A couple of weeks ago, attorney Helen Trilling moved down with her husband from Boston to join Joseph A. Califano's team at the Department of Health, Education and Welfare.

She started work Monday in an office with a spectacular view of the Capitol and what she now calls a "three-day title" as special assistant to the general counsel.

Trilling had not yet filled the vacant bookshelves and credenza in her office yesterday when her boss got the ax.

Like 225 other top-ranking political appointees serving at the pleasure of the secretary, she worries that she may be out in the cold with Califano in what HEW veterans call one of the biggest political jolts to hit the department in it's quarter-century history.

"It's ulcer time for a lot of these poor people," said June Scanlon Evans, a career employe who has been at HEW since the department was born in 1952. "This is incredible."

Evans has seen all 13 HEW secretaries come and go since Oveta Culp Hobby. "Just when you think you've got everything down pat - the phone number, faces connected with the titles and so on - this happens."

While careers routinely rise and fall with political changes in Washington, a number of HEW employees said they feel this particular change had the air of an ambush from behind.

"No HEW secretary has ever lasted the full four years, but always before they've left voluntarily or because of a change of administration," one veteran said.

Because Califano had assembled a staff with particularly strong loyalties to him and his policies - some of which helped speed his departure - HEW officials fear they will be particularly vulnerable to replacement by incoming secretary Patricia Harris.

Several top Califano aids could not be reached, or declined to be quoted by name because, as one put it, they want to "minimize visibility in order to avoid getting knocked off."

If their presence is not called to Harris' attention, he said, they might be able to stay on in their jobs.

Some speculated that women and blacks might be "safe," because Harris is a black woman. Others are doing quick research on Harris, trying to figure out what she will do.

Officials said they cannot predict how many political appointees would ultimately lose their jobs under Harris, nor how many civil service careerists would be transferred to new spots.

One top Califano aide pointed out that under President Carter's civil service reform act, Harris would have greater flexibility in moving top careerists around.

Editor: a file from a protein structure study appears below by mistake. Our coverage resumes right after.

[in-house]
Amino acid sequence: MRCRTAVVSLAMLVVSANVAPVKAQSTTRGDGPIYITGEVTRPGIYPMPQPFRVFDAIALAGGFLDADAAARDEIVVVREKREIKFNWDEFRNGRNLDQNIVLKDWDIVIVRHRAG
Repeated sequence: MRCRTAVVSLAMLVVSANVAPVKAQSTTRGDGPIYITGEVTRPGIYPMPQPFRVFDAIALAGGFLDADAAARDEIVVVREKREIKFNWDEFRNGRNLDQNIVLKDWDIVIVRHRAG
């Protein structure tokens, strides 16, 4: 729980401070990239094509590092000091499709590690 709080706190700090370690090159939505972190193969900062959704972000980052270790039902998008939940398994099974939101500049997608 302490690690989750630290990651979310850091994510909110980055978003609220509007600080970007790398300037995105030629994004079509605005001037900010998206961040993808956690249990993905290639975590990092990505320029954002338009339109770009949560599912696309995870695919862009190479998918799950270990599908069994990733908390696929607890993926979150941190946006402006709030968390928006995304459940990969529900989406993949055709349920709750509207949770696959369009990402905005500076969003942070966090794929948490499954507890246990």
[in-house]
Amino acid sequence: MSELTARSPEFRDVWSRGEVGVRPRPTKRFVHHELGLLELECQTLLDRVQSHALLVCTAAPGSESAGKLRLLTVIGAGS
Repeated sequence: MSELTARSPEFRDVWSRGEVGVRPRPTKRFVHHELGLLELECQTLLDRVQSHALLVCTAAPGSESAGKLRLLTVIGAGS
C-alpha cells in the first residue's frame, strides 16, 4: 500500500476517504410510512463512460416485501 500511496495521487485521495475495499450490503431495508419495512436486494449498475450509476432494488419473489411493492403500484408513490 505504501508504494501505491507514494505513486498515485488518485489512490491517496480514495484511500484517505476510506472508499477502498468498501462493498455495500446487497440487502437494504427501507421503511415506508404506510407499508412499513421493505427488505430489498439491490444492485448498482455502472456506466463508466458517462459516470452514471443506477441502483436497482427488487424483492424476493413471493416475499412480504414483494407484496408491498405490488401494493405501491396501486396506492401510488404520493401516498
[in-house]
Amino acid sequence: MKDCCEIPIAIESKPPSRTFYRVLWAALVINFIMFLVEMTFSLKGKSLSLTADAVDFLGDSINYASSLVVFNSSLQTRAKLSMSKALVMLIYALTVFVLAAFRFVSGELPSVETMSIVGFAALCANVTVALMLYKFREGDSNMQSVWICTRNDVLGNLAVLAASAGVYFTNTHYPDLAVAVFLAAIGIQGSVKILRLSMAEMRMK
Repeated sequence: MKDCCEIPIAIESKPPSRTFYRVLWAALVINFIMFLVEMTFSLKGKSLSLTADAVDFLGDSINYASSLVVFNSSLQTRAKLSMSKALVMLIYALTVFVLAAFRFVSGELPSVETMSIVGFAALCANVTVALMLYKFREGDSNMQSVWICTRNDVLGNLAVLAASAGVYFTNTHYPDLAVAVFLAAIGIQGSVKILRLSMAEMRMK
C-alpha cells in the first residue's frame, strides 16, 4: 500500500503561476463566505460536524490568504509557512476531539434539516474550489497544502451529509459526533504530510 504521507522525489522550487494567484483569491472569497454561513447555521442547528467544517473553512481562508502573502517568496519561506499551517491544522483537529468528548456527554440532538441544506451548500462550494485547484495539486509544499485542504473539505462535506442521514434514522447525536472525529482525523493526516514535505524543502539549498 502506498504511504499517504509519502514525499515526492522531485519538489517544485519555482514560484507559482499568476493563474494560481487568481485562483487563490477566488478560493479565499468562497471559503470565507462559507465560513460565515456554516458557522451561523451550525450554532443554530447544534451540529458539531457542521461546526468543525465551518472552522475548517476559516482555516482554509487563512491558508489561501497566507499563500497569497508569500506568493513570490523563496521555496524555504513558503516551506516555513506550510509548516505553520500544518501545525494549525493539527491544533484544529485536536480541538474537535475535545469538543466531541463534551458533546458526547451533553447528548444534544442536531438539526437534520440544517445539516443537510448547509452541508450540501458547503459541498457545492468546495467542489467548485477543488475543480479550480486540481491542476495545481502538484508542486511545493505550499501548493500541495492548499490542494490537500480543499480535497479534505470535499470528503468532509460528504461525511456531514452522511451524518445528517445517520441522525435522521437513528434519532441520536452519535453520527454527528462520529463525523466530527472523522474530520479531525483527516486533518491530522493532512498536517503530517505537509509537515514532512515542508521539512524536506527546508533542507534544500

"This comes at a convenient time in terms of the new Senior Executive Service," he said. "It's a challenge to see it doesn't get perverted ro political purposes."

Several top Califano appointees had only recently uprooted familes and moved households from New York and Massachusetts to Washington.

Others were caught in mid-leap. James B. Bierman was packed up to move next Monday from his private law firm downtown into the department's number two attorney's spot, as deputy general counsel.

"Fortunately, I'm a partner in the firm. I can go back," he said. "I was looking forward to the job, but I think Secretary Harris has the right to pick her own people."

Several hundred HEW employes assembled in the building lobby yesterday to watch television monitors showing Califano's farewell press conference on the other side of the lobby wall.

The crowd cheered and laughed whenever their boss got in a good rhetorical jab at the president.

While many said they had never met Califano and his departure will have no effect on their programs, others were exasperated by Carter's decision.

"This'll just set us back about 18 months in our work," said an executive level welfare specialist.

"Any time you have a change like this, activity slows down. And this comes so late in the administration, it will probably be even more so.

.... Rather than leadership, this seems more like Cronus (in the Greek myth) disemboweling his own children."

Nearby, Lucille Johansen interpreted Califano's speech in sign language for deaf fellow employe Bob Mather. They both work in a program for the handicapped. "I don't see how Califano's leaving will help us do any better," Mather said through his interpreter.

A uniformed building attendant holding an elevator for Califano's passage to and from the press conference, however, said he wouldn't mind seeing Califano go.

"Anybody tries to tell people they can't smoke, man, I don't like that," he said.